Some FinFisher variants incorporate an MBR rootkit, the exact purpose of which is not clear. Quite possibly, this routine targets older platforms like Windows 7 and machines not taking advantage of hardware protections like UEFI and SecureBoot, available on Windows 10. Describing this additional piece of code in detail is outside the scope of this analysis and may require a new dedicated blog post.
Defense against FinFisher
Exposing as much of FinFisher’s riddles as possible during this painstaking analysis has allowed us to ensure our customers are protected against this advanced piece of malware.
Windows 10 S devices are naturally protected against FinFisher and other threats thanks to the strong code integrity policies that don’t allow unknown unsigned binaries to run (thus stopping FinFisher’s PE installer) or loaded (blocking FinFisher’s DLL persistence). On Windows 10, similar code integrity policies can be configured using Windows Defender Application Control.
Office 365 Advanced Threat Protection secures mailboxes from email campaigns that use zero-day exploits to deliver threats like FinFisher. Office 365 ATP blocks unsafe attachments, malicious links, and linked-to files using time-of-click protection. Using intel from this research, we have made Office 365 ATP more resistant to FinFisher’s anti-sandbox checks.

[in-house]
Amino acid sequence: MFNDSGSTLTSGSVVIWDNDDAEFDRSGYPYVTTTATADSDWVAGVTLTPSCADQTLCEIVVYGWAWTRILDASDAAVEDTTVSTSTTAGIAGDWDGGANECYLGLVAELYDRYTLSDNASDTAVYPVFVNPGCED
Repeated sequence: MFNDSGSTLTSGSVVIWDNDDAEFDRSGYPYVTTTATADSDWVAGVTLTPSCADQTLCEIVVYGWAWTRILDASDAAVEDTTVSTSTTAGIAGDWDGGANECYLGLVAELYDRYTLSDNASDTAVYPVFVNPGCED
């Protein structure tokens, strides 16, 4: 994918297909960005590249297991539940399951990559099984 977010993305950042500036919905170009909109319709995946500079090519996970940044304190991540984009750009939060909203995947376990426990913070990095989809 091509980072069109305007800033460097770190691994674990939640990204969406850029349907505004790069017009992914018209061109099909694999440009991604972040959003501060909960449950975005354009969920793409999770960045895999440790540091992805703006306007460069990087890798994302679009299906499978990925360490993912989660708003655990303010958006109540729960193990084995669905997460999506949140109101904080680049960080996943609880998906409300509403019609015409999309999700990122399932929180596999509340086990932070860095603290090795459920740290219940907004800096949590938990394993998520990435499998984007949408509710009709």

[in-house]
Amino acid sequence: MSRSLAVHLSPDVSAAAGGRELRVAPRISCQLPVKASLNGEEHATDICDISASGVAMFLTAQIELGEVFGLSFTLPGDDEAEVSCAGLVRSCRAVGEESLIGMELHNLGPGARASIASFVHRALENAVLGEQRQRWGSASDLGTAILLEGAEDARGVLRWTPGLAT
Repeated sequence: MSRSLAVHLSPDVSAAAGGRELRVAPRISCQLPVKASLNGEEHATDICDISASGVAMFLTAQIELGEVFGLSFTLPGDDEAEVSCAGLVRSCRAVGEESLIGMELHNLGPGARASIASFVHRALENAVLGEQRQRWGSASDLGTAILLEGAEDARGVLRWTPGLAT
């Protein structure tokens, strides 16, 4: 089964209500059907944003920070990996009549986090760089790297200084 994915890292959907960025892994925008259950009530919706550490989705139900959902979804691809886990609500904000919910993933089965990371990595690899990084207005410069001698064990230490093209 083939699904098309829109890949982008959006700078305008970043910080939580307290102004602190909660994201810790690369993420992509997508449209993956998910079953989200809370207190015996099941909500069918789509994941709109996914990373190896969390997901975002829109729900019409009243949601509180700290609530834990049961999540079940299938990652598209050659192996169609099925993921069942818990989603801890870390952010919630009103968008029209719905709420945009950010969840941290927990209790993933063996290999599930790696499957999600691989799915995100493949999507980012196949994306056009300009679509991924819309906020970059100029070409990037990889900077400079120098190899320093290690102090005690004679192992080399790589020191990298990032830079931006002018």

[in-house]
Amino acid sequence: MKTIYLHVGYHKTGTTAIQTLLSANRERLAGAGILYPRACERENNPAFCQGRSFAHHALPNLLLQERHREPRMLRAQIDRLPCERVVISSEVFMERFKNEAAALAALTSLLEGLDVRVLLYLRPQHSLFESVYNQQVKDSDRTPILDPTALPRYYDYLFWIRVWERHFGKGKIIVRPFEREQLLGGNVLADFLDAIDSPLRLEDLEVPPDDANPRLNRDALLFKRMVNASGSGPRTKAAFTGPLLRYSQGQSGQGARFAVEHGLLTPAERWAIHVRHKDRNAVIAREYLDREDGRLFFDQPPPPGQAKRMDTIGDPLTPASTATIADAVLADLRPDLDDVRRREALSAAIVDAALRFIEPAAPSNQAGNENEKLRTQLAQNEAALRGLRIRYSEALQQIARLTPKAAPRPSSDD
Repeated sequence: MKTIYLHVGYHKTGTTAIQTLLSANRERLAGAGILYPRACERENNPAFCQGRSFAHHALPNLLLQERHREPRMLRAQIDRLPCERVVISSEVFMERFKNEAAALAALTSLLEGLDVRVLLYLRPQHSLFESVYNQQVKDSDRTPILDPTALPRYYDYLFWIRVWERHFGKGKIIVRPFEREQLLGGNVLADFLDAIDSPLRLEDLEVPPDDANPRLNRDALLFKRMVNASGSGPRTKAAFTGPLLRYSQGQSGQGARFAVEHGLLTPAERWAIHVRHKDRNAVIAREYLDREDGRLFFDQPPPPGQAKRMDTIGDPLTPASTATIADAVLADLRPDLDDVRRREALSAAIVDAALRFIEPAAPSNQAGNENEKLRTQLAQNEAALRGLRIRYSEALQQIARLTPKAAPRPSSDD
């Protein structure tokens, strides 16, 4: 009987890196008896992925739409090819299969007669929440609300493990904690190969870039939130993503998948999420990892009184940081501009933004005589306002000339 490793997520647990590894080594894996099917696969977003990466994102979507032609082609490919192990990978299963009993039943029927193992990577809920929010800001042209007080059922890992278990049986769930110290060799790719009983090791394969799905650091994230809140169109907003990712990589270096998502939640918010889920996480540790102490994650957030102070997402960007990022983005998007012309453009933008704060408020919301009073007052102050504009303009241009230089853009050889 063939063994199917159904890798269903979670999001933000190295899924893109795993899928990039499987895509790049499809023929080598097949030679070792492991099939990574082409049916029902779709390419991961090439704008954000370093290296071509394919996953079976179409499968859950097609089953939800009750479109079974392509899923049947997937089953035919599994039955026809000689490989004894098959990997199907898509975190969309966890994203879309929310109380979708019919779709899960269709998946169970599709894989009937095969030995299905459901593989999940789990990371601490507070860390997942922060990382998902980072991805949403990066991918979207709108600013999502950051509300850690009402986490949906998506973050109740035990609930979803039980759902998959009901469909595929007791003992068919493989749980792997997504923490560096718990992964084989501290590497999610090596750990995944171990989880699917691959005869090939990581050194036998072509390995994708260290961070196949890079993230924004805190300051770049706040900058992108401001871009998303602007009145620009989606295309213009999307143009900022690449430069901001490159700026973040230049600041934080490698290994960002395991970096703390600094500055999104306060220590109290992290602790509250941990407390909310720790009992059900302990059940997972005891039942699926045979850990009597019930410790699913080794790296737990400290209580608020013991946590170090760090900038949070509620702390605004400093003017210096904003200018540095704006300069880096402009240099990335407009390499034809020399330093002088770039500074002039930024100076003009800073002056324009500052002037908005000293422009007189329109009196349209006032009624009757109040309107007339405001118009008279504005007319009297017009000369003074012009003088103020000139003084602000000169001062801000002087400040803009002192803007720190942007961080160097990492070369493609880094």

Generic detections, advanced behavioral analytics, and machine learning technologies in Windows Defender Advanced Threat Protection detect FinFisher’s malicious behavior throughout the attack kill chain and alert SecOps personnel. Windows Defender ATP also integrates with the Windows protection stack so that protections from Windows Defender AV and Windows Defender Exploit Guard are reported in Windows Defender ATP portal, enabling SecOps personnel to centrally manage security, and as well as promptly investigate and respond to hostile activity in the network.
We hope that this writeup of our journey through all the multiple layers of protection, obfuscation, and anti-analysis techniques of FinFisher will be useful to other researchers studying this malware. We believe that an industry-wide collaboration and information-sharing is important in defending customers against this complex piece of malware. For further reading, we recommend these other great references:
- Devirtualizing FinSpy [PDF], Tora (2012)
- Finfisher rootkit analysis, Artem Baranov (2017)
- A Walk-Through Tutorial, with Code, on Statically Unpacking the FinSpy VM: Part One, x86 Deobfuscation, Rolf Rolles (2018)
- FinSpy VM Part 2: VM Analysis and Bytecode Disassembly, Rolf Rolles (2018)
- ESET’s guide to deobfuscating and devirtualizing FinFisher [PDF], Filip Kafka (2018)
To test how Windows Defender ATP can help your organization detect, investigate, and respond to advanced attacks, sign up for a free trial.
Andrea Allievi, Office 365 ATP Research team
with Elia Florio, Windows Defender ATP Research team